Five Lessons Higher Education Could Learn from America’s Favorite Pastime
It is also the start of a new season of America’s favorite pastime: baseball.
The development of young ball players takes place in the minor league “farm system,” with an understanding that successful players may be promoted to a higher level. The ultimate goal is to reach the major league level, known as “The Show.”
The farm system is a metaphor for any organization that serves as training ground for higher-level endeavors. Postsecondary institutions are often referred by this term. But what are some of the lessons higher education could learn from baseball? Below are five of them:
1. Responding to Failure
Baseball involves learning from failure. Even Hall of Fame hitters fail seven out of 10 tries. Like baseball, business magnates have long promoted the mantra “fail fast and often” as part of their business development plan.
Higher education has also followed this approach in a quest to uncover new discoveries built on trial-and-error research. Baseball players, entrepreneurs and researchers share the same euphoria when the sum of their hard work produces a “home run.” As inventor and scientist Thomas Edison once said, “I have not failed. I’ve just found 10,000 ways that won’t work.”
2. Knowledge is Power
Baseball is known as a thinking sport where strategy can trump talent. Scouting reports, video review and situational statistics are just some of the tools used to win games. Billy Beane, a major league first round pick by the Mets, failed to meet the expectations of the scouts, who projected him as a star. Although he failed on the field, the applied statistical analysis or “Sabermetrics” he used as the general manager of the Oakland Athletics transformed how teams evaluate players. His impact on the game of baseball is the subject of Michael Lewis‘ 2003 book on baseball economics, “Moneyball.”
Beane’s innovative approach is a great lesson learned. Just because one may fail meeting expectations in one domain, acquired skills have the capability to cross over to another domain.
3. Evaluation and Success Metrics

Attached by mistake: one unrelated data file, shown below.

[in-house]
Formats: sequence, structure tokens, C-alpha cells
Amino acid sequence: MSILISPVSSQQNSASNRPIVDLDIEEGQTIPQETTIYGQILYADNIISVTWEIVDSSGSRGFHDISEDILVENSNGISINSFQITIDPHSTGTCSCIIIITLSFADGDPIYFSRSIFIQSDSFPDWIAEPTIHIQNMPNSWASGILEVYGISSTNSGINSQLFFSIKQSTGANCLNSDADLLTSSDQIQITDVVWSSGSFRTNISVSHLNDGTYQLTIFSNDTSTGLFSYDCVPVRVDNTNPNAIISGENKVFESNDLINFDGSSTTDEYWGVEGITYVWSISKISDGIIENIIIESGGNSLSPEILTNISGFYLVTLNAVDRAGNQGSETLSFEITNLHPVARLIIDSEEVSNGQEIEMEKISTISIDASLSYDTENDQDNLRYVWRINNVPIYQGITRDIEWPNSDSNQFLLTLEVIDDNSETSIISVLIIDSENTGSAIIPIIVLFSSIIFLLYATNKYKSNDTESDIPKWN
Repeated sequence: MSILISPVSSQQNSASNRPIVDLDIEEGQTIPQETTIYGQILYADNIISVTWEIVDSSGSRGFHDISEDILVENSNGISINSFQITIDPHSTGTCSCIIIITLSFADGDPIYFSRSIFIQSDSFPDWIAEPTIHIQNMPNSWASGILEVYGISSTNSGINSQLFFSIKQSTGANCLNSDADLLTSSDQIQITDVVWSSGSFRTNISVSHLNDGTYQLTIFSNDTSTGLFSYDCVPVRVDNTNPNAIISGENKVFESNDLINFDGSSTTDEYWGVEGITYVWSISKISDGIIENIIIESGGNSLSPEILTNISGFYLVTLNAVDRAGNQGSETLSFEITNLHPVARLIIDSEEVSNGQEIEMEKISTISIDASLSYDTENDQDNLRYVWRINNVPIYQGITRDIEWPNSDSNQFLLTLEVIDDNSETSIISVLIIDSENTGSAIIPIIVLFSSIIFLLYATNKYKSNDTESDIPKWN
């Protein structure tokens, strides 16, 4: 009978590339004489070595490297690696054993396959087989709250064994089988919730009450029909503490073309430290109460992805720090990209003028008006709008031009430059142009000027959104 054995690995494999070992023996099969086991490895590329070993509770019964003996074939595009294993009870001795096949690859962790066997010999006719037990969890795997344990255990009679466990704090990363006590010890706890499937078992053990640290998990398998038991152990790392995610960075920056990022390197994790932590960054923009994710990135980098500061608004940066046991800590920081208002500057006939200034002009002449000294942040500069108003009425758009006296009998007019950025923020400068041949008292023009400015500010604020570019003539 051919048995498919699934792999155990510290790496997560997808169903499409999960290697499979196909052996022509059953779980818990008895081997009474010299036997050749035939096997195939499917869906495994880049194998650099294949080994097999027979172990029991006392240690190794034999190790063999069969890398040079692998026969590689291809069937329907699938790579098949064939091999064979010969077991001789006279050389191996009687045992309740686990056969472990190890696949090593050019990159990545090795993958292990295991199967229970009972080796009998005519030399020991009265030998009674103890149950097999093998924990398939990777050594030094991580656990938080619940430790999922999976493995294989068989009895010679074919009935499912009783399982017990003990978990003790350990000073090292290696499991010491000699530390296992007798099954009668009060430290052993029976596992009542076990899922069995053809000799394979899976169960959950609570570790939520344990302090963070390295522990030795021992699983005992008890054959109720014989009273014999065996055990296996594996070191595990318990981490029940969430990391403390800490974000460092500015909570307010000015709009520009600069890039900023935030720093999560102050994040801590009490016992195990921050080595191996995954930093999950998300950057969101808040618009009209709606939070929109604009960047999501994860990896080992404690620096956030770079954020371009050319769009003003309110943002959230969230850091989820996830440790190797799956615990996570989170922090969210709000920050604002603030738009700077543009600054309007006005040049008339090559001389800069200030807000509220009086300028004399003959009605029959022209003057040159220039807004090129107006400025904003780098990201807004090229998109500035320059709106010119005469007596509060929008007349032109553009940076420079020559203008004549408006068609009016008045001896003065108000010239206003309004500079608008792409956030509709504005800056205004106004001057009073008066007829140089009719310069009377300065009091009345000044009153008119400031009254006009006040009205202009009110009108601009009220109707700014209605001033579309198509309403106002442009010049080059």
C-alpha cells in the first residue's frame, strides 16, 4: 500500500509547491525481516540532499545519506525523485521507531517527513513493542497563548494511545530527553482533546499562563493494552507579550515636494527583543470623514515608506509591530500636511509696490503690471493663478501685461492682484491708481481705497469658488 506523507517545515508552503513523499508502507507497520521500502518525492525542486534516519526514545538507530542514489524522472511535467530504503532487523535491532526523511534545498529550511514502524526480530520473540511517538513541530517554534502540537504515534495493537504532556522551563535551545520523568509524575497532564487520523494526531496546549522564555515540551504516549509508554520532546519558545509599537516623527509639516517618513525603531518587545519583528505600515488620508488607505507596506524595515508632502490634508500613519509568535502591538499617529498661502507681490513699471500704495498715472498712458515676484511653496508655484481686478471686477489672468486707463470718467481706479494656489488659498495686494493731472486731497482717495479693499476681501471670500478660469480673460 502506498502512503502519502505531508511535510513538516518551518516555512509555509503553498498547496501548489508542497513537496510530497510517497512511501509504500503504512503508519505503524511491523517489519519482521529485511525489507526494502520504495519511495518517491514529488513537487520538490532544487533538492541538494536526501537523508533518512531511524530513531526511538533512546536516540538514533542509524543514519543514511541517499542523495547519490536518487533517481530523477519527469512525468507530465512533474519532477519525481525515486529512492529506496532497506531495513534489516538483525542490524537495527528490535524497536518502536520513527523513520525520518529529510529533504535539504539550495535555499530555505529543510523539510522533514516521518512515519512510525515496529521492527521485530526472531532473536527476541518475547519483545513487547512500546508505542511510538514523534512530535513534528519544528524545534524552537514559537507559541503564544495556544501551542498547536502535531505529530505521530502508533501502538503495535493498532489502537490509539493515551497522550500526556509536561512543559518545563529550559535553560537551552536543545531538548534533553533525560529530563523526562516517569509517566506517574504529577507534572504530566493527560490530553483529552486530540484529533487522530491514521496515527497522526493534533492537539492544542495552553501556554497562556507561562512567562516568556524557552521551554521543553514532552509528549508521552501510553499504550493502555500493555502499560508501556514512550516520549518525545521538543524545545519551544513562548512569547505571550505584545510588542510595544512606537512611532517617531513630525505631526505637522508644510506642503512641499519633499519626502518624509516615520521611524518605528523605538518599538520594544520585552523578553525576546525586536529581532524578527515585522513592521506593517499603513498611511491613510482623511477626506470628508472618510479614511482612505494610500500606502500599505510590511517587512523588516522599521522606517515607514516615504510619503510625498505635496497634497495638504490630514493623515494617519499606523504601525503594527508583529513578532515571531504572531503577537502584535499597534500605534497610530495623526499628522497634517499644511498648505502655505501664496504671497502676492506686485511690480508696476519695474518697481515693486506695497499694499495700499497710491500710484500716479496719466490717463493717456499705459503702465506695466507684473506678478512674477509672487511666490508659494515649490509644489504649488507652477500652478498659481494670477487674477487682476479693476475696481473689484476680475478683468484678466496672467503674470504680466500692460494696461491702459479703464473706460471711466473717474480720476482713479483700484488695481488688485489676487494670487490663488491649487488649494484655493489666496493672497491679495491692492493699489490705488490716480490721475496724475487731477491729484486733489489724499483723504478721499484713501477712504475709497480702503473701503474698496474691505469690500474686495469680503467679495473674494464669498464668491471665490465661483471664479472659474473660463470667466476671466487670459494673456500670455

Baseball players are evaluated on a variety of skill areas needed to help a team succeed. Scouts look for on-base percentage, speed, fielding percentage and many other factors to meet their organization’s needs.
Similarly, students today are often evaluated solely on grades and test scores. One must question if this is the best means to evaluate a student’s talent. Could an academic transcript include other factors employers could use to evaluate and recruit talent? There are emerging efforts in academia to showcase academic course credit as well as co-curricular activities and achievements. This effort provides an opportunity to showcase a more holistic portrait of a student’s capabilities and talent.
4. The Little Things Matter
In addition to completing a college degree, students must also ensure they understand the value of mastering the little things, such as teamwork, problem solving and communication (both oral and written). Sure, the flashy plays might get a ballplayer or student noticed, but it is a rare one who gets the chance to hit the game winning home run. Instead, focusing on doing all the little things as best as you can provides the optimal opportunity for advancement.
There have been scores of baseball players and leaders in industry who were never household names, yet managed to be successful because they did the small things that make teams and companies winners.
The skill of working as a team is reflected in relationships, community engagement, sports and particularly in business and life after sports. Baseball, like all sports, is well known for leveraging individual strengths into a cohesive group focused on a common purpose or goal.
This mindset is much more constructive and rewarding than having a group of individually-minded players. Incorporating this skill in the student evaluation process is critical to industry, where more and more teams from diverse backgrounds and disciplines are put together to solve to find innovative solutions to complex problems. Reducing silos between various elements of the institution will go a long way to supporting teamwork and improving student success.
The list of lessons connected to baseball metaphors could go on. In the end, lifelong learning is an ongoing process. As baseball great Yogi Berra said, “It’s not over until it’s over.”
The opportunity for individuals to follow the lessons of baseball and start a new season each year with a sense of optimism and hope is exciting. This mindset is something educators should embrace given their role as the workforce talent “farm system.” They should take pride in developing students and getting them ready for the big leagues.
Author Perspective: Administrator